CJI Ranjan Gogoi constitutes 5-judge bench to hear Ayodhya title suit, hearing on Jan 10
With proceedings in the decades-old politically sensitive Ayodhya title suit set to resume on January 10, Chief Justice Ranjan Gogoi has constituted a five-judge bench to hear the matter.
According to a notice issued by the Supreme Court registry, on Tuesday (January 10), the Constitution Bench will comprise Justices SA Bobde, NV Ramana, Uday Umesh Lalit and DR Chandrachud and will be headed by Chief Justice Gogoi.
Although the bench excludes Justice S Abdul Nazeer, the only Muslim judge in the apex court, it comprises of the incumbent Chief Justice of India and puisne judges who are slated to be elevated to the top court’s highest chair up till 2024 in the order of their seniority.
It may be recalled that Chief Justice Gogoi had, during proceedings in the case earlier this month, said that a new bench will be constituted to hear the long-running Ram Janmbhoomi-Babri Masjid title suit and also decide on when arguments can commence in the matter. In September last year, a top court bench headed by then Chief Justice Dipak Misra had cleared the decks for resumption of proceedings in the title suit, also called the Ayodhya matter, when it disposed off petitions that sought a review of the court’s earlier verdict in the Ismail Farooqui case which had controversially held that a mosque was not essential to Islam and hence, was not a perquisite for offering namaz.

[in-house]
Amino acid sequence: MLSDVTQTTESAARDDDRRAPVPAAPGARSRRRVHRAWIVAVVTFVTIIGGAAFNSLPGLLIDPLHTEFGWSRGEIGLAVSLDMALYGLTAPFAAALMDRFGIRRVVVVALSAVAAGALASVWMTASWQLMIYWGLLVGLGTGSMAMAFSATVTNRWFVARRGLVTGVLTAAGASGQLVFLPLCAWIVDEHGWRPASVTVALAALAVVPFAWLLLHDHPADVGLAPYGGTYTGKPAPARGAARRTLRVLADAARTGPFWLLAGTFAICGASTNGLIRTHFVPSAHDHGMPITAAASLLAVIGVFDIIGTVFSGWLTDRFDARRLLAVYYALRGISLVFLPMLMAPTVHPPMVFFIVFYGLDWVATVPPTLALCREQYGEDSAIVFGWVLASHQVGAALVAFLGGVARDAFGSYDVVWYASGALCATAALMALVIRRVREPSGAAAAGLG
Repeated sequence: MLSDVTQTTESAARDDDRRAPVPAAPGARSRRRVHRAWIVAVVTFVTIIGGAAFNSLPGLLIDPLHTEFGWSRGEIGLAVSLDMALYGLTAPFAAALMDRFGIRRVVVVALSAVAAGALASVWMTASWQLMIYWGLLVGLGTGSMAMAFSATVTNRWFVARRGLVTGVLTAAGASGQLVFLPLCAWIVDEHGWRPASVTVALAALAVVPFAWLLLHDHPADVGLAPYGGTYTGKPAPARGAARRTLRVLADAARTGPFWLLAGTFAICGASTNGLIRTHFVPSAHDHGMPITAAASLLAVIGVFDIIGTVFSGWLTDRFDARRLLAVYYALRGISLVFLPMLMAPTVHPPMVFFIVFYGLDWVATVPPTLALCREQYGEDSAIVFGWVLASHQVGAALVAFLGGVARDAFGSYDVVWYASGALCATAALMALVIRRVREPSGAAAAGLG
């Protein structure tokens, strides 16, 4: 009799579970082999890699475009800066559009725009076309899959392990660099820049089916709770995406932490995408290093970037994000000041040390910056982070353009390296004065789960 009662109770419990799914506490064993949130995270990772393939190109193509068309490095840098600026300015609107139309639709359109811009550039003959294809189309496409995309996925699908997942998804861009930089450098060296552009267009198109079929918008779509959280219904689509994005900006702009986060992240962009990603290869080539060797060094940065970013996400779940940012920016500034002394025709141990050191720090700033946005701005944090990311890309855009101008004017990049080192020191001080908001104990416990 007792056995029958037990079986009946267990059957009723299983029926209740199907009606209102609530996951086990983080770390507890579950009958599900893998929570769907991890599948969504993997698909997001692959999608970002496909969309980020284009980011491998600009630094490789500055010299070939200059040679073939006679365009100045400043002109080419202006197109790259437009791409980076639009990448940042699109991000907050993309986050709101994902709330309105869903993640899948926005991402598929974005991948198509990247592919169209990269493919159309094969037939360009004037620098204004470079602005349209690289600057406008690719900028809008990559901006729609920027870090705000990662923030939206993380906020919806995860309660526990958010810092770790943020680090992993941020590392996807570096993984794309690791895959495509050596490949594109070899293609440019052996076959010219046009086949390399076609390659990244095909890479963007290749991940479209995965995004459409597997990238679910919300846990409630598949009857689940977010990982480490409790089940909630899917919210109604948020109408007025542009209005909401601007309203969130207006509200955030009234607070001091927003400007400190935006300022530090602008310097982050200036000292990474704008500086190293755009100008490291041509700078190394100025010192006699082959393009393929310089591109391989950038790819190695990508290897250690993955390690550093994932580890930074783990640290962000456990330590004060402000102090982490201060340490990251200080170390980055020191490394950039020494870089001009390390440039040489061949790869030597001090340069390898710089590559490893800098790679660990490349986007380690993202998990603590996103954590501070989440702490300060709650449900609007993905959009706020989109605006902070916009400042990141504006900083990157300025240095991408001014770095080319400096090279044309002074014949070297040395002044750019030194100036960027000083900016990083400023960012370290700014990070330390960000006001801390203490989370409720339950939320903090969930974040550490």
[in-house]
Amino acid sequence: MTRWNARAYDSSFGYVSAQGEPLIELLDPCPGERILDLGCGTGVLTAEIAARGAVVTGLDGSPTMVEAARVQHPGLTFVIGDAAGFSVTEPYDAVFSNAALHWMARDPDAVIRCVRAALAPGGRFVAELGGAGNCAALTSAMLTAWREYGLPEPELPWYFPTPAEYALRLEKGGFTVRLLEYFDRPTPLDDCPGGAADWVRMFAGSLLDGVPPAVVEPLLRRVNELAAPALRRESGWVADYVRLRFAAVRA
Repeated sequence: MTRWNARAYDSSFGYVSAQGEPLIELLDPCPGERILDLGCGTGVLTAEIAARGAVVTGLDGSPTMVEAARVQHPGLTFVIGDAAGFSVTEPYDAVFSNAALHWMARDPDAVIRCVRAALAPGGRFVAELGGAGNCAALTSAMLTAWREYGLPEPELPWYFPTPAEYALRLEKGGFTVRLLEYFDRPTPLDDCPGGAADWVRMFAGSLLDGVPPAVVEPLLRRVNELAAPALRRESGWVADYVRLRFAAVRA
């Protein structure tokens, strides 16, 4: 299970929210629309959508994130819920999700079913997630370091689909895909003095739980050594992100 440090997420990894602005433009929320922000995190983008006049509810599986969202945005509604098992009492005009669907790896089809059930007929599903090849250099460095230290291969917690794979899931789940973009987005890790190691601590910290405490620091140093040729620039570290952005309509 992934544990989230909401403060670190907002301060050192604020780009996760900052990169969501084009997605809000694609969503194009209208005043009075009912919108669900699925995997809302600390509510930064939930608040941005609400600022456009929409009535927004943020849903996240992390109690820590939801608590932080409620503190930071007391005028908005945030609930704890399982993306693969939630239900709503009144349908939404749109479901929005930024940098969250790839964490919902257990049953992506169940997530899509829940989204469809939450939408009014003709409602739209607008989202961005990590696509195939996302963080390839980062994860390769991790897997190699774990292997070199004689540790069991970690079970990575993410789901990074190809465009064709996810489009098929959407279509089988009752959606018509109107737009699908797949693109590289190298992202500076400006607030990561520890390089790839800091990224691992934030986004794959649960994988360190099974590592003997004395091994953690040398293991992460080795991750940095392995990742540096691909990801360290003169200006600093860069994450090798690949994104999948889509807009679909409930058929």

The setting up of a constitution bench to hear the hugely polarizing legal dispute comes at a time when the ruling BJP dispensation and its cadre has been aggressively pushing for the construction of a Ram Mandir at the site where the Babri Masjid was demolished by BJP-RSS workers in December 1992 amid their claims that the mosque stood at the exact same spot where Lord Rama was born and a temple dedicated to him was once located. Prime Minister Narendra Modi had, in a recent interview to a news agency, claimed that the Centre wanted the judicial proceedings in the title dispute to play out but indicated that in the event of an adverse ruling was also open to bringing an ordinance that would enable the construction of a Ram Mandir at the site.